Dried goji berries could protect against age-related sight loss

By Kavitha Sivasubramaniam contact

- Last updated on GMT

© Getty Images
© Getty Images

Related tags: goji berries, superfood, Eye health

Eating a small portion of dried goji berries on a regular basis could delay the development of age-related macular degeneration (AMD) or prevent it altogether among healthy middle-aged people, according to a new study.

The small, randomised trial carried out at the University of California, Davis, assessed the impact of Zeaxanthin (Z) -rich goji berry intake on macular pigment optical density (MPOD) and skin carotenoids on a healthy population.

While uncorrected refractive errors and cataracts are the top two leading causes of blindness worldwide, AMD follows in third place. MPOD is a non-invasive way of evaluating risk and is a biomarker for AMD.

A randomised trial

The macula xanthophyll pigments lutein (L) and zeaxanthin (Z) protect against blue light and offer oxidant defence, which can be measured by MPOD.

The research initially involved 88 volunteers between the ages of 45 and 65 in greater Sacremento, California, who were found via a website and through advertising in the area.

However, following a screening process and a review of inclusion criteria, a randomised trial was carried out among a total of 27 people.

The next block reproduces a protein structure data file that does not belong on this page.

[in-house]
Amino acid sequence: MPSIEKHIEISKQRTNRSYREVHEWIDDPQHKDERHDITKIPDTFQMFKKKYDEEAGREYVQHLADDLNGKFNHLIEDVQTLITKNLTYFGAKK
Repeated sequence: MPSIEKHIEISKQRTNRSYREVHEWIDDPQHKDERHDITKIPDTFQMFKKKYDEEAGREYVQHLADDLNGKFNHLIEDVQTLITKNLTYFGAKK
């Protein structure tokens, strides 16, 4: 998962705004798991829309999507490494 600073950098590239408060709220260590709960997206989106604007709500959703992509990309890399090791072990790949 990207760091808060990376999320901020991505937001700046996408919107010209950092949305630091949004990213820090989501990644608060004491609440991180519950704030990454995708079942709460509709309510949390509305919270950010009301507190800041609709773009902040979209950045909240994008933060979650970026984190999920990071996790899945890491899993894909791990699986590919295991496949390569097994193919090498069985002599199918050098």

They either ate 28 grams (g) of goji berries or took a supplement of six milligrams (mg) L and four mg Z (LZ), five times a week for a 90-day period.

At the end of the trial period, MPOD had significantly risen at 0.25 and 1.75 retinal eccentricities among the goji berry group while there were no changes in the LZ group.

Additionally, skin carotenoids were noted to have greatly increased among the goji berry group on the 45th and 90th days, but they had not in the LZ group. 

The findings

The findings suggest that even among healthy people who do not show signs of early AMD, consumption of goji berries can benefit their eye health.

Other bioactive compounds found in goji berries, in addition to L and Z, may also contribute to the rise in MPOD. 

The results further highlighted that a higher intake of Z relative to L could reduce the risk of AMD, which is consistent with findings from A Double-Blind, Placebo-Controlled study​ on the Effects of Lutein and Zeaxanthin on Neural Processing Speed and Efficiency, which showed greater MPOD levels after four months of taking supplements containing 20mg Z or 26mg Z with eight mg L, in addition to 190mg of mixed Omega-3 fatty acids by young healthy adults.

Goji berries were also discovered to be a credible dietary supplement for maintaining eye health is a study​ carried out in Singapore last year, particularly in preventing or delaying common retinal diseases among the ageing population.

Source: Nutrients

Published online: doi.org/10.3390/nu13124409

‘Goji Berry Intake Increases Macular Pigment Optical Density in Healthy Adults: A Randomized Pilot Trial’

Authors: Xiang Li et al.

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